Grace Conferred by Means of Admonitions (1): God's Use of Means
Reformed Free Publishing Association
The following is Part One in the series "Grace Conferred by Means of Admonitions" by Martyn McGeown. Want to know about future posts in the series? Subscribe to our email list to be notified of new blog posts, sales, and upcoming book releases.
As the almighty operation of God, whereby he prolongs and supports this our natural life, does not exclude, but requires, the use of means, by which God of his infinite mercy and goodness hath chosen to exert his influence, so also the before mentioned supernatural operation of God, by which we are regenerated, in no wise excludes, or subverts the use of the gospel, which the most wise God has ordained to be the seed of regeneration, and food of the soul. Wherefore, as the apostles, and teachers who succeeded them, piously instructed the people concerning this grace of God, to his glory, and the abasement of all pride, and in the meantime, however, neglected not to keep them by the sacred precepts of the gospel in the exercise of the Word, sacraments and discipline; so even to this day, be it far from either instructors or instructed to presume to tempt God in the church by separating what he of his good pleasure hath most intimately joined together. For grace is conferred by means of admonitions; and the more readily we perform our duty, the more eminent usually is this blessing of God working in us, and the more directly is his work advanced; to whom alone all the glory both of means, and of their saving fruit and efficacy is forever due. Amen. (Canons of Dort 3-4.17)
Canons 3-4.17 was written in response to an Arminian objection to the sovereignty of God’s grace in regeneration and conversion. If, as the Reformed faith teaches, God saves man by working regeneration in him without his will, why is preaching necessary? To that the Reformed answer is and has always been quite simple: the sovereign God who ordains the end (salvation) also ordains the means (in this case, the means of grace, especially the preaching of the gospel).
This article of the Canons explains exactly that point.
The article begins with an analogy: “As … so also.” Since one thing is true, then the other thing equally applies. The analogy is between the physical and the spiritual. God uses physical means—food, water, air, clothing, shelter, and the like—to prolong and support this natural life; so also God uses spiritual means—the gospel with its exhortations and admonitions—to prolong and support the spiritual life of believers. In both spheres, the physical and the spiritual, God’s “almighty operation” is on display. By God’s almighty power in providence God causes the sun to shine, the rain to fall, and the crops to grow (Ps. 104:13-14). By God’s almighty power in providence God imparts to us health and strength so that we are able to perform our daily labors and to live before his face. In regenerating us from spiritual death to spiritual life, and in preserving us in spiritual life and in causing us to grow in grace, God’s “supernatural operation” is evident.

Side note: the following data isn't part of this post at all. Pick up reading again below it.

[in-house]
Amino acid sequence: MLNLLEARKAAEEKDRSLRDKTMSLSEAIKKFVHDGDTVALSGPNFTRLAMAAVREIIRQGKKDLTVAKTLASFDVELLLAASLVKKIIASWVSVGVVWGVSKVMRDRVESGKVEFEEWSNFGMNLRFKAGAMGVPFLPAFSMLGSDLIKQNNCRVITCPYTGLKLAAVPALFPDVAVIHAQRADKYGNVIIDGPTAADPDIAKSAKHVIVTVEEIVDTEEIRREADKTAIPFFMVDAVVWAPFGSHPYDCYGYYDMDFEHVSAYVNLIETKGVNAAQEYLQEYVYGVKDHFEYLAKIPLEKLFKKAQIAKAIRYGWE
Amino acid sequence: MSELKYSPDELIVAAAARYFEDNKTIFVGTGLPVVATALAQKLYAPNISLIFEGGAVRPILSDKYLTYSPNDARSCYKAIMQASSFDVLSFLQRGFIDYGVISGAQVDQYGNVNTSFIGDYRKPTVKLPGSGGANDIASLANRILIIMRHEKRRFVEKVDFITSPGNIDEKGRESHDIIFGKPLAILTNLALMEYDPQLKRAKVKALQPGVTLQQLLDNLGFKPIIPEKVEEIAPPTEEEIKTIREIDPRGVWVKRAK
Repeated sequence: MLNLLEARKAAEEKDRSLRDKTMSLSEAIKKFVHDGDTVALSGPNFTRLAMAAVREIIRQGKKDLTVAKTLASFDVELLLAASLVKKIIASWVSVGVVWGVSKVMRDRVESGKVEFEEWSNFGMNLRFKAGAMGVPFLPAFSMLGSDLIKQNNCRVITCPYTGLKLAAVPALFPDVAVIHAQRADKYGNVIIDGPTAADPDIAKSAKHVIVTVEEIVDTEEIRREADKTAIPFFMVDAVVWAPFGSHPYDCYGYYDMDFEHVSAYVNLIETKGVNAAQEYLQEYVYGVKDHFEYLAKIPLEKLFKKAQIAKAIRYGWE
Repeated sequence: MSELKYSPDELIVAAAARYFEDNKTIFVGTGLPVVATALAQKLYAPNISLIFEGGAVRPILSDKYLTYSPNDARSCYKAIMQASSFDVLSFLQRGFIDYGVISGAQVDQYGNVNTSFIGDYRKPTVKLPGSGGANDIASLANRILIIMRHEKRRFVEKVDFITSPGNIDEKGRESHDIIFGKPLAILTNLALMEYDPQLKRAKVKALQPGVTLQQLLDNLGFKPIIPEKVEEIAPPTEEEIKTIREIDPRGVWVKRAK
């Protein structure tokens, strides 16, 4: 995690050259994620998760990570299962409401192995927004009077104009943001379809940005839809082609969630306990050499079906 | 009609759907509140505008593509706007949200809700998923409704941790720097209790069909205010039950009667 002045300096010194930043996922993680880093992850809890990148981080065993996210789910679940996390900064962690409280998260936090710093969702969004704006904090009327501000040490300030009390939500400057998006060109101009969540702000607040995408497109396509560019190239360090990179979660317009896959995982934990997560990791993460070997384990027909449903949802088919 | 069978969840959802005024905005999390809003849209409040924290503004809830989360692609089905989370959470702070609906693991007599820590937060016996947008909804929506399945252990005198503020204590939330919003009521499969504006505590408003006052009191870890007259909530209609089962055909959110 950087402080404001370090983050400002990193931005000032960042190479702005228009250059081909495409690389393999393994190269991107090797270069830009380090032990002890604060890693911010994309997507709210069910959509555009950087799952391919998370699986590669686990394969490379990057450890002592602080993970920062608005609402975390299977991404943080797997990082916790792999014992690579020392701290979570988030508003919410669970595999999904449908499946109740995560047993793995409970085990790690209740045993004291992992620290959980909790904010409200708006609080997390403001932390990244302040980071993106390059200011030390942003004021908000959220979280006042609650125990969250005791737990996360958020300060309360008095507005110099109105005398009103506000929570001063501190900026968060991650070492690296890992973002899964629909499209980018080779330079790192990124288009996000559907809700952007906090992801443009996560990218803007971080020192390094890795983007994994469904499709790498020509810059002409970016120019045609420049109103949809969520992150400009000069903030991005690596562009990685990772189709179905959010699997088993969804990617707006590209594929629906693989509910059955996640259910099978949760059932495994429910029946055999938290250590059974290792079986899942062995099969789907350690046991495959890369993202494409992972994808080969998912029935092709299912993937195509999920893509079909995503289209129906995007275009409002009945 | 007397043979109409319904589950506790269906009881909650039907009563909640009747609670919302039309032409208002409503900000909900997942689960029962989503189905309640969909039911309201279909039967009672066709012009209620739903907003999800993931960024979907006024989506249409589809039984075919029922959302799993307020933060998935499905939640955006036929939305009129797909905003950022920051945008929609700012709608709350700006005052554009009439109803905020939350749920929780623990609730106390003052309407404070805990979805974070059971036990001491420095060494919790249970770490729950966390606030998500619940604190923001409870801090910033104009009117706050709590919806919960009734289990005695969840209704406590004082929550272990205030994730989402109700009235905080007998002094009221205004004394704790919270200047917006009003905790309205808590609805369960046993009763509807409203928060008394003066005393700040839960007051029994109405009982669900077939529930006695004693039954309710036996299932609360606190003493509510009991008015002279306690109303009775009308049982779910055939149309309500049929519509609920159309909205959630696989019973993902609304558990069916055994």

It would be immensely foolish for a man to say, “Because God is able by his almighty power to preserve me without food, I will not eat” or “Because God is able to supply my needs, I will not work but wait for manna to fall from heaven without any activity on my part.” Similarly, it would be immensely foolish for a Christian to say, “Because God is able to preserve me in faith and life without means, I will not read, pray, or attend worship to hear the gospel; and I will not take heed to the admonitions and exhortations of God’s Word.”
The Canons say about both operations of God that they “require the use of means.” About our spiritual life the Canons say, “The… supernatural operation of God … in no wise excludes or subverts the use of the gospel” (Canons 3-4.17). To subvert is to undermine, to overturn, or to reverse. The preaching of the gospel is not undermined by the supernatural grace of God. Rather, the supernatural grace of God uses the gospel. The gospel is “the seed of regeneration and food of the soul” (Canons 3-4.17).
The same article of the Canons goes on to describe the work of preachers in the church. Since the apostles and those teachers who succeeded the apostles, including faithful pastors and teachers in the church today, understood and understand this connection between means and ends, they were not neglectful in teaching the people, and our pastors today must not be neglectful either; and our elders must see to it that neither the pastors neglect to preach and teach, nor the people neglect to hear and obey the Word that is preached and taught.
To attempt to separate the means from the end is “to presume to tempt God in the church.” Tempting God is a serious sin, one to which the devil attempted unsuccessfully to lure Jesus (Matt. 4:5-7) and one of which the hypocrites Ananias and Sapphira were guilty (Acts 5:9). To tempt God is to try to get God to do something which he has revealed that he is not pleased to do. For example, Ananias and Sapphira tempted God to deny his omniscience, to act as if he did not know their hypocrisy, and to deny his omnipotence, to act as if he could do nothing about their hypocrisy. We tempt God when we sin in secret and tell ourselves that God cannot see us 1 and that God will not do anything about our secret sins. We provoke God to expose our secret sins and to bring us to shame before others. We provoke God to chastise us. A man would tempt God if he starved himself and still expected God to preserve his life; or a man would tempt God if he neglected the gospel and expected God to preserve him spiritually. Could God do that? Yes, God could! Is God pleased to do so? No, he has revealed in his Word that he is not.
The sovereign God is pleased to use means.
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